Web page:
On the other hand, if core people are going to slow down for a time, they would be wise to delegate responsibility to those who do want to continue coding on it in the mean time; having simple patches linger for six months (http://www.assembla.com/spaces/clojure/tickets/315) chills the enthusiasm of contributors. Having every single patch need approval of a single person is a policy Clojure has outgrown; somehow I don't think Rich is going to find something wrong with this substring patch that a lesser mind wouldn't have caught. (http://dev.clojure.org/jira/browse/CLJ-688)
tl;dr: Clojure isn't dying; it's growing, and the patch submission process needs to be revised.
None of us appreciate having our ongoing effort characterized as 'stalled'. Everything in the commit log, Jira and Confluence activity streams belies that. More people are actively involved in improving Clojure than ever.
As for CLJ-688 - it's an enhancement request. Do you think every idea for an enhancement that anyone has should make it into Clojure? I don't - it would quickly become a huge mess. If not, then someone has to look at everything and decide.
Yes, there is a backlog from when it was just me, and it will take a while to whittle down. We have finite resources and have to prioritize. I can assure you we have more important things to concentrate on than your negative index substring enhancement, and are doing so. You'll just have to be patient. Or, if you insist, I'll just reject it now because a) IMO it's goofy, b) you can make your own function that works that way c) we don't get a free ride from j.l.String, d) it begs the question of negative indices elsewhere...
Want Clojure to be a free for all? - Sorry.
Can't cope with the necessity for prioritization given finite resources? - Sorry.
Want top priority? - Sorry.
tl;dr: This blog post is the idle chatter of people who are not involved in the Clojure development process in any significant way. Lau has never submitted a single patch. Apparently his free lunch isn't arriving fast enough.
Well TBH I'm not to thrilled that a few lines from a private chat would get splattered over the HN front page without much context either.
> Can't cope with the necessity for prioritization given finite resources? - Sorry.
Said resources are a lot more finite than they could be. There are many capable folks in the community who would be willing to help. I brought this up last year and people seemed eager to help, but the official response was silence:
Anyway, keep up the good work; if you at any time decide you don't want to waste time with the boring stuff keep in mind that there are lots of people who can help ease the burden.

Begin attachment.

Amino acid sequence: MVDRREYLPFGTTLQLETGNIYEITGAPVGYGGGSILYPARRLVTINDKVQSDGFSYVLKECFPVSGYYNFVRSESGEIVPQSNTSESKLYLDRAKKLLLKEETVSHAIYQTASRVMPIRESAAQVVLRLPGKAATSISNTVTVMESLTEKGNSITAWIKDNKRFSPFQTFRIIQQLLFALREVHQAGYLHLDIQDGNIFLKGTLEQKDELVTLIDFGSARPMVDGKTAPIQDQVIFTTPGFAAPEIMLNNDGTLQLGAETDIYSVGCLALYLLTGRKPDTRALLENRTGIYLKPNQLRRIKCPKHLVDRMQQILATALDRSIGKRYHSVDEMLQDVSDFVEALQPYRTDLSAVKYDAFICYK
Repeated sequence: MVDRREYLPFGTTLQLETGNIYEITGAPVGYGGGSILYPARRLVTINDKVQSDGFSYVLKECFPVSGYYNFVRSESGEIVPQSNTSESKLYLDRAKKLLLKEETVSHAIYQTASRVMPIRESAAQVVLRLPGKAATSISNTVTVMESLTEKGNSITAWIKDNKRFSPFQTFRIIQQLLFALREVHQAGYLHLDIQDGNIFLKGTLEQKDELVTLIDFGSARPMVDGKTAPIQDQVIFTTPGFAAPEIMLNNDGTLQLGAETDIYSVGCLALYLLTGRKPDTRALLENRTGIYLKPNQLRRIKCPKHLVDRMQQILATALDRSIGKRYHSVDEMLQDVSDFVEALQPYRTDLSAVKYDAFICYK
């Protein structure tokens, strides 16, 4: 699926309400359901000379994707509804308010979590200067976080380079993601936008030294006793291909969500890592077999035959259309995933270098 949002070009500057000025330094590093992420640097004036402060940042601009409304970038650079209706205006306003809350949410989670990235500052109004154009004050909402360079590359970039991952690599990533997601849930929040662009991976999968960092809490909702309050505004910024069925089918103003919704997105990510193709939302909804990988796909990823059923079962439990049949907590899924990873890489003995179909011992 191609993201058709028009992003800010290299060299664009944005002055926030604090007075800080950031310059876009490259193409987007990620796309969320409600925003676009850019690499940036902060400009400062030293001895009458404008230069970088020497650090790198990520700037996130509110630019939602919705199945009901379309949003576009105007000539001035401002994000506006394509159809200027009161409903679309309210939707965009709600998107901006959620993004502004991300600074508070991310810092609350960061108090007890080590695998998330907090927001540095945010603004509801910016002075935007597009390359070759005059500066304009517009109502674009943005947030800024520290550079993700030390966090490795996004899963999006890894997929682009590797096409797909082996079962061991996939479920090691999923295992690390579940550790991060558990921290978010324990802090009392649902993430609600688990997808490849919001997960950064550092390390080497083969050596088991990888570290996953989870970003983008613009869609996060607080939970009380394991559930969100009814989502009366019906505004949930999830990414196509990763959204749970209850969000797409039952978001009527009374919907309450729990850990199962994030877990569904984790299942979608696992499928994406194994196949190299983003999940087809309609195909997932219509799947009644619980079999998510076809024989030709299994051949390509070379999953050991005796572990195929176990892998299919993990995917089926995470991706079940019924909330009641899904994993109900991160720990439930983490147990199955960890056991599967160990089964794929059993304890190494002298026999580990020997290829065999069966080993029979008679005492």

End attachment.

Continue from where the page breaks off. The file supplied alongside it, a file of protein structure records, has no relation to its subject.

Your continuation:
>Said resources are a lot more finite than they could be.
That is arguable. If hundreds of people came up and said they wanted to help there would be real challenges in managing their efforts. It is something we'd have to grow into, in any case. I still contend dropping all impediments to rapid, ill-curated contributions is a recipe for a complete mess. As it stands, the 30-day report here (http://dev.clojure.org/jira/browse/CLJ) says 14 issues created, 14 resolved. So, we are at least keeping up, and many times doing better than that. The best way for folks at large to get involved is to patch bugs. Defect issues with patches are our first priority. I don't see any reason why we won't soon approach the no-known-outstanding-bugs state I used to maintain by myself in the early days. Enhancements are low priority.
Helping out at a higher level is something you earn by participating. If someone I don't know says they've screened a patch from someone else I don't know, what am I supposed to do with that? There is an ever-growing circle of people I trust, and, to the extent they have time to work on Clojure, I am taking advantage of that.
>There are many capable folks in the community who would be willing to help.
Being willing to help and helping are two different things. Helping means doing what needs to be done, not just what one feels like doing. If I gave someone commit rights and they whipped through and applied all outstanding patches they wouldn't be helping me or Clojure, however good it might make the patch submitters feel.
I guess Clojure is just too conservatively managed for your taste. That's fine, but I think it is the appropriate route for a language, even if it means it is somewhat slower and more of a hassle to participate in than the latest github project du jour.